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An Idea, a Plan, a Spirit: Your Start-Up Ticks Like You Do

Legally, your organization and you are recognized as separate individuals. But beyond legality, the lines are more often than not very blurred. This is especially true for start-ups and the entrepreneurs with big dreams and ideas.

How often have you, as an entrepreneur, found yourself funding that one marketing expense out of your own pocket? That land your factory needs can be your own asset - then the money is all with you right? Wrong – in reality, if a business has to be run like a business it has to be separate from you – so if your business owes you something, it owes you – you cannot write it off saying it’s all mine. Again - that’s the legal stand point.

Reality: You are one with your business, so embrace the concept in spirit. The idea for the venture usually is a big dream. And a dream has a fundamental premise. You, as the dreamer, have a certain ideology backing up that dream. The details of the implementation plan will include how you want to fundamentally do business. What kind of an organization do you want to build? What sort of customers do you want to attract? What values will your venture stand for? What is the core reason for your setting up the venture?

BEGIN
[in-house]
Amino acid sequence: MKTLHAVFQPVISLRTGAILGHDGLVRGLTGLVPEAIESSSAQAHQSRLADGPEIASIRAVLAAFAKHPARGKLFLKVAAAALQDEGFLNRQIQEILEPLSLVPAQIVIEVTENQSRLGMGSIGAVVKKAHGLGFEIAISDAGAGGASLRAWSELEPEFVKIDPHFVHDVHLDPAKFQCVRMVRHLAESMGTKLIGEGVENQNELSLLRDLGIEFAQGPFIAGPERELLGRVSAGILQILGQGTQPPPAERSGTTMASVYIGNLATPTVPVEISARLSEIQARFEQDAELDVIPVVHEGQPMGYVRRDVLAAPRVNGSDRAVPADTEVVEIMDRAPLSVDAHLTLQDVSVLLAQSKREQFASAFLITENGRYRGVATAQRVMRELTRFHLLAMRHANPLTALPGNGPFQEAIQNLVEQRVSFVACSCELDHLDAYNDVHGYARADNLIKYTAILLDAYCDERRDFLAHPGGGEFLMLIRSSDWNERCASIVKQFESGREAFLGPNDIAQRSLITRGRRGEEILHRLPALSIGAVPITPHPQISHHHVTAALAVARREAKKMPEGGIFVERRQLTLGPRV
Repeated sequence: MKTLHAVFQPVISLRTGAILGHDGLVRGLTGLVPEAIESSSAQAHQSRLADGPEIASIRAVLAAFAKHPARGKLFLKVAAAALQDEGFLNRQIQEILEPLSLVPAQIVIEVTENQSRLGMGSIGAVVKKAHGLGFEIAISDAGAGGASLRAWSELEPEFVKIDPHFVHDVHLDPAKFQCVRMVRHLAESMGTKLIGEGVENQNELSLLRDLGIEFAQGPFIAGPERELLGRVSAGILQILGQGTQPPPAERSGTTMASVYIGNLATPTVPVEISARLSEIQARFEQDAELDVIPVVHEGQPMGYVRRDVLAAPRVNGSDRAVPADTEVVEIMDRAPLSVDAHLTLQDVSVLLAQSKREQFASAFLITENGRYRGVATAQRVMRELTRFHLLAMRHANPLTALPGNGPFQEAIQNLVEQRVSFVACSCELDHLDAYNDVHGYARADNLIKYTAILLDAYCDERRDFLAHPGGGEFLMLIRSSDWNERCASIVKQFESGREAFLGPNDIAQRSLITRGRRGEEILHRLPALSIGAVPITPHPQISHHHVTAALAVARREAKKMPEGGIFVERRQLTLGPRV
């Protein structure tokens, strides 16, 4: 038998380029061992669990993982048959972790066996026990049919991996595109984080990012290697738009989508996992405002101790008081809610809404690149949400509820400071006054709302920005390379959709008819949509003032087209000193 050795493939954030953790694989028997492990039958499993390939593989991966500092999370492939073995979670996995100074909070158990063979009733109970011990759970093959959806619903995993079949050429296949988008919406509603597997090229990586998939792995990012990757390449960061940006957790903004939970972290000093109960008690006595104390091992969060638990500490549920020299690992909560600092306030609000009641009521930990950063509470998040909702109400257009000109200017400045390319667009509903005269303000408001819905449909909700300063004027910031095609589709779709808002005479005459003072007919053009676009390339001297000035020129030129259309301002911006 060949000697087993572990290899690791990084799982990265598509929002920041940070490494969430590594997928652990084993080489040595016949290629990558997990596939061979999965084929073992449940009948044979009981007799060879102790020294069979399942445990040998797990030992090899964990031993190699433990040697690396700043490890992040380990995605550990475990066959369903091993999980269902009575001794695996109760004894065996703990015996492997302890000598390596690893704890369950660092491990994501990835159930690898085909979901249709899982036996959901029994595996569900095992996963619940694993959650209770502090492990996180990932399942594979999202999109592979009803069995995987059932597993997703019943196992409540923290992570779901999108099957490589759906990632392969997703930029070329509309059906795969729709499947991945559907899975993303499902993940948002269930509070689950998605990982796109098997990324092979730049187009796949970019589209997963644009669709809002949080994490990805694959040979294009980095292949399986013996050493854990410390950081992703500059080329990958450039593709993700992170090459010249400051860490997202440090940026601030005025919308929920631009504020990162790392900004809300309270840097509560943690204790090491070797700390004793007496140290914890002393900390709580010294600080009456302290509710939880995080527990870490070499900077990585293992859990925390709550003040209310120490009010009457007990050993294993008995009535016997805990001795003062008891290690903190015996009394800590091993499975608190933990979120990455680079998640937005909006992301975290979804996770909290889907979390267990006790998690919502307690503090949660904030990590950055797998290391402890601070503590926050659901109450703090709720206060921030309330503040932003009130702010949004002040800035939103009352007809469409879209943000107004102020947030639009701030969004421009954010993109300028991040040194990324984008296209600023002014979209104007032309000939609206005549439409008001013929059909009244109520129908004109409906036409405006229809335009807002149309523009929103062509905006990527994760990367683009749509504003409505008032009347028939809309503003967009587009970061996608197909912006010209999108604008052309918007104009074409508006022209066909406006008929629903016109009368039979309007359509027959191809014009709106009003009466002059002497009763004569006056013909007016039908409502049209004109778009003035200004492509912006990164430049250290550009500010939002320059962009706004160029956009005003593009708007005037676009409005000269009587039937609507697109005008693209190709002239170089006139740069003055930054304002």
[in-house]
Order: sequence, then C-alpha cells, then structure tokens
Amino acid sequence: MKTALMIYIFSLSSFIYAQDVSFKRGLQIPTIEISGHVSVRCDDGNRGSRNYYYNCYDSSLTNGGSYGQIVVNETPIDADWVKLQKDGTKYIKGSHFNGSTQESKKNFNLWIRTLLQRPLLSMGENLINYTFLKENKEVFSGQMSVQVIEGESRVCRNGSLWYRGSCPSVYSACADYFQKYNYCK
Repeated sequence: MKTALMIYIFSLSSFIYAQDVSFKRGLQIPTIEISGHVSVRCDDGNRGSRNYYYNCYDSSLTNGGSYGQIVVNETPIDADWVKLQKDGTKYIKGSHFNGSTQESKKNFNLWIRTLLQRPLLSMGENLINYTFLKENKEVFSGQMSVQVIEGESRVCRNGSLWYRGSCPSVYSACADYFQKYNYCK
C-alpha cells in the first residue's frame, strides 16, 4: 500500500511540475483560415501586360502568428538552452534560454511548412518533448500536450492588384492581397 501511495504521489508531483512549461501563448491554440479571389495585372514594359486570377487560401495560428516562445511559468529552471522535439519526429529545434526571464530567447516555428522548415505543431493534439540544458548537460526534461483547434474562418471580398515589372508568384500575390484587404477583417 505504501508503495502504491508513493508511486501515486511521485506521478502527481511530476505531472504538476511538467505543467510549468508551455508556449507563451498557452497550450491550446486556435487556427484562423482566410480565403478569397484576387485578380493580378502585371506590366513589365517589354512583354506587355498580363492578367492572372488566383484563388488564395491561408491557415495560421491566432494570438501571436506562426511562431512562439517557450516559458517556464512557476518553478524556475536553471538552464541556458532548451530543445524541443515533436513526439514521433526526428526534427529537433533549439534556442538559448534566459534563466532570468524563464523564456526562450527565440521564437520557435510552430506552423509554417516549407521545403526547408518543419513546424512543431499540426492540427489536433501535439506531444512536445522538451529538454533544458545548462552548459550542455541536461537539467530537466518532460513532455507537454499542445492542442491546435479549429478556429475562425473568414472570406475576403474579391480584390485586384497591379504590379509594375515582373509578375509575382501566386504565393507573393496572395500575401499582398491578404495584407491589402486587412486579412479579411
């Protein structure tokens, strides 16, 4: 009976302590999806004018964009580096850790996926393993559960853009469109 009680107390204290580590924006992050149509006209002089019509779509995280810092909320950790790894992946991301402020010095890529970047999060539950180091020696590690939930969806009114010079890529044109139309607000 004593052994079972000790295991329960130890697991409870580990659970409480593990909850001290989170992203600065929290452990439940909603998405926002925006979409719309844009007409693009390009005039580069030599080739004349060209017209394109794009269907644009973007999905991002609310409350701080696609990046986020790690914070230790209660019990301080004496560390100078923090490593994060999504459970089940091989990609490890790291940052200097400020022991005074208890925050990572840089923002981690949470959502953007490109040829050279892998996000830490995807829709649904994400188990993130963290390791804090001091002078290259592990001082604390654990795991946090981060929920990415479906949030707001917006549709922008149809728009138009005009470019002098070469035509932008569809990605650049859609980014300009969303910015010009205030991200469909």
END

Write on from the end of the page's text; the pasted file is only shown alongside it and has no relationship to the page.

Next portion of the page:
“I want to make money” is rarely the only aspect that drives anyone to set up a complete business. If that is the purpose, then your business will and has to be focused on that end only.  So business volumes at the cost of quality could be one way to go. The core thing to keep in mind here is that if you have “money” as your core purpose, you should be alienated from your business and essentially work on building it and packaging it for a good exit X years down the line. Because a sell-out is the best way to actually get the best returns – assuming you have set up a successful business.

That is just one scenario. More often, it’s a case of a dream too big to sell so easily. Ideals that want to leave a legacy and pride in ownership is what drives most entrepreneurs. But when the business reaches a growth stage, the lines get blurred - because the business needs seem to take over. This is what I like to call a sort of inflection point. Most often, letting go of core ideals and beliefs and pandering to the “generally executed” norms, often leads to a confused organization and an even more confused strategy which may not be in sync from start to finish. Also, remember, when you decided that this was a winning business, it was based on a package of what makes you (and therefore your organization) tick. Take that package away, and the foundation is gone.

Your organization will be a reflection of you. A plan needs to be flexible but not at every level. Unless there is an earthquake, more often than not, a sturdy foundation is what holds a building together. Same goes for your venture. Keep certain non-negotiable ideals and strategies which are close to your core – it will keep you in sync with your set-up. And if you are in sync with your set-up, you know you can steer the course. 


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